Manta (paper project & mockup 1944)
Germany (1944), Fast Attack Craft
A daring concept born from desperation
At the end of the war, Nazi Germany desperately needed new technological ways to deal with the seemingly inexhaustible allied war machine, on land, air, and sea. This led to an engineering fest of epic proportion, spawning some of the most amazing and advanced projects and ideas ever seen. Some were impractical, yet others, while still rather unrealistic, were so advanced that they were realized twenty to fifty years afterward. Although there are tons of records for advanced missiles and jet planes, the comparatively fewer naval concepts are no less exciting to consider.
German naval secret weapons
The most advanced of these "secret weapons" were of course superfast submarines, originally to be powered by an advanced closed-loop propulsion system (Walter system). But as research dragged on, a cut was made by Albert Speer leading to the mass-production Type XXI, with the type being propelled by a hybrid system, combining conventional diesel with twice as many batteries to double the underwater speed, a brand new streamlined hull, and snorkel. Interesting also were the mass-built mini-subs Delphin, Hecht (53), Seehund (138), Biber (324), and Molch (393) as well as the human torpedoes like the Neger class (100), Marder (500) and Hai (the only prototype of a Marder enlarged by 36 meters).
German researches on hydrofoils
But one of the most amazing projects of that era (1944-45) was the array of fast surface ships using jets, catamaran hulls, or hydrofoils. Hans von Schertel worked before and during the war on many such prototypes and paper projects aimed at replacing the traditional S-boote and R-boote. The idea was that such kind of ship would be so fast they could not be destroyed, while they were either launching torpedoes or laying mines.
Attack Hydrofoil VS 6
These innovative fast attack craft were the brainchild of Baron Hanns von Schertel and realized by shipbuilder Sachsenberg. The prototype was tested in 1941. It was a 17-ton vessel, capable of 47 knots (80 kph) and laying mines. 52.5 feet in length, it was powered by two Hispano-Suiza gasoline engines of 560 hp each.
The Tietjens VS-7
followed, this time designed by Oscar Tietjens. It was largely based on a 1932 prototype with a patented surface-piercing hoop foil system, tested with success in the USA. The light vessel was able to reach 25 mph with a 5 hp outboard engine. The VS-7 largely emulated the previous VS-6, built at Schleswig, Germany, Vertens Yacht Yard. However, she was fitted with these revolutionary hoop foils. During trials, VS-7 reached a blazing 55 knots (101 kph) but was found slow to accelerate and had poor handling and maneuverability.
Transport Hydrofoil VS 8
One of the most remarkable projects of the time was the fast transport VS-8, which could carry and land a light tank anywhere between a Type 38T to a Panzer IV, stored on a tailored back deck, which was flooded as the self-propelled pontoon reached the beach (two 40 hp engines) with its load, in less than two minutes. However, the vessel was propelled by an 1800 hp Mercedes Benz diesel engine, which was found over time to be not up to the task. Other applications were to have been as a fast minelayer with 15-20 mines. The VS-8, ordered in 1940 was commissioned on January 3rd, 1943 but was found to be underpowered and the project was dropped after an incident in September of 1944 where during a trial, the VS-8 experienced a total engine failure, which was followed by a failed rescue, which was later attributed to sabotage. The VS-9 ordered in 1941 was never started.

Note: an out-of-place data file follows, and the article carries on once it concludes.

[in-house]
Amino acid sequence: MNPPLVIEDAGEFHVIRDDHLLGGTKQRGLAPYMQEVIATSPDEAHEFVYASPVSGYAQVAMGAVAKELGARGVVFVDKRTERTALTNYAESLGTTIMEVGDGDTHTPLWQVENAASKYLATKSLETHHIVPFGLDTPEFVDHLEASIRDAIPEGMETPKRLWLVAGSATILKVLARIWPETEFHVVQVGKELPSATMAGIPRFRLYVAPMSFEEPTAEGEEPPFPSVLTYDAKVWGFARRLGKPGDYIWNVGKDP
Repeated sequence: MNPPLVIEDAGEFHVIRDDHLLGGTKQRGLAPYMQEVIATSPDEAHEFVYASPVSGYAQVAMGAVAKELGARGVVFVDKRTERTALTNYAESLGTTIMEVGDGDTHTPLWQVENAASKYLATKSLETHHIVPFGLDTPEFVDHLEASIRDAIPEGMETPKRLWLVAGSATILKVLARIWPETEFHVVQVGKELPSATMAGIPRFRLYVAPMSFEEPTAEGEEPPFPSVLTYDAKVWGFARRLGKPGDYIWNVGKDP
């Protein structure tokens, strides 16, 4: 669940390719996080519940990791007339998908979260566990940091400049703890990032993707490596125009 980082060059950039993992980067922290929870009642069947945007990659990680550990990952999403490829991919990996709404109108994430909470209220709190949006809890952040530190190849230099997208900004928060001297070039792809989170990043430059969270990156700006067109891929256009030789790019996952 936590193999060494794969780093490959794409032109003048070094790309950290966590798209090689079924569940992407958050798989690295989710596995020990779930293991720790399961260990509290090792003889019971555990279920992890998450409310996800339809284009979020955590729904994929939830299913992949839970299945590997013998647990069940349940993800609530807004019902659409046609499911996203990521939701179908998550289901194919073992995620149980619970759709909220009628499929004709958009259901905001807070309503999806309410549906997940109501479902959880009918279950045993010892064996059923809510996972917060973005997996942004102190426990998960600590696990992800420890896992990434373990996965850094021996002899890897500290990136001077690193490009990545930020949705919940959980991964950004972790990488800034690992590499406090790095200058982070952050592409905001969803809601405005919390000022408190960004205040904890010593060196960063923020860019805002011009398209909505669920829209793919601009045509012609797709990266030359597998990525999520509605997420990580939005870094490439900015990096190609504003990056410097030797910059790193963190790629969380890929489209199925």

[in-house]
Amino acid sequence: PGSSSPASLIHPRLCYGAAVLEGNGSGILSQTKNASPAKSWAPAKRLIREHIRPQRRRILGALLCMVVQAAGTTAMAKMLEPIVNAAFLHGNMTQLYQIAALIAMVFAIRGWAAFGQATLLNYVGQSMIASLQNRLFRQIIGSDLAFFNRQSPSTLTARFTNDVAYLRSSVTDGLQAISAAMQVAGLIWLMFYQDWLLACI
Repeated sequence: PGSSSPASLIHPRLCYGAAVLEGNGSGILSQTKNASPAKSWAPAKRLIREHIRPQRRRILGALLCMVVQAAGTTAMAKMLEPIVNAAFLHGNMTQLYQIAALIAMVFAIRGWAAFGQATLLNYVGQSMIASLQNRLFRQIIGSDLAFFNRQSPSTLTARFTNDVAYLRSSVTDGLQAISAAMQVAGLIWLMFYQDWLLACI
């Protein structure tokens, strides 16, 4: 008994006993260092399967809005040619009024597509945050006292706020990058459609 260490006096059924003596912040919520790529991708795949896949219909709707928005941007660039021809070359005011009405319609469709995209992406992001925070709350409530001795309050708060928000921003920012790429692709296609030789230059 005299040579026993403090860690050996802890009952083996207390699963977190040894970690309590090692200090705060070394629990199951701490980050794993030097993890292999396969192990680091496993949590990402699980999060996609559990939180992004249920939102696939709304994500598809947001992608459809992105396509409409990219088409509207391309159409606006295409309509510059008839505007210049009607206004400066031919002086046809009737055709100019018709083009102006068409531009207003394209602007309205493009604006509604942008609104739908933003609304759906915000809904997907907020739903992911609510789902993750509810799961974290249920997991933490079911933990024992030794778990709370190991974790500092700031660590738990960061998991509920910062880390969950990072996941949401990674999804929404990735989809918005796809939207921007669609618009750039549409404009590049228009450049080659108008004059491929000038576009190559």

Hydrofoil "VS 8" at Sachsenber-Shipyard- Picture from Fock Schnellboote Vol. 2
The following VS-10
was even larger, at 46-tons, 92 feet long, 60 knots, and torpedo-carrying. The prototype was completed and made ready for launch but completely destroyed in an air raid just a few days before it could happen.
The final TR5b or TRAGFLÜGELBOOT
was probably the most advanced of all of the previous designs. It combined a rather conventional hull twin turbojets Jumo 004s or He S 011s and three VS-type foils which housed the propellers. That way, the propellers were used to help the craft both during its final attack run and during its subsequent escape. Tests were performed in 1944 with a radio-controlled jet-powered boat, the Tornado, which showed calm sea was required for successful operation. K-Verband was planned for a production run starting in early 1945. However, it was set as low priority compared to more immediately useful and simpler vessels and thus never entered service.
Size comparison with a German SdKfz.234 reconnaissance car
Reconstruction in what-if camouflage
Second fictional livery, with periscopes up
UGS Manta: Origins
The Manta was an even more extreme prototype, that found its origins in the collaboration between the Walter facility and Versuchskommando 456. Named Untersee-Gleitflächen-Schnellboot Manta or UGS Manta, it was driven to overcome the limitations of midget submarines in both speed and range. The obvious solution was to have these in the air instead, the new philosophy leading to a completely new type of craft.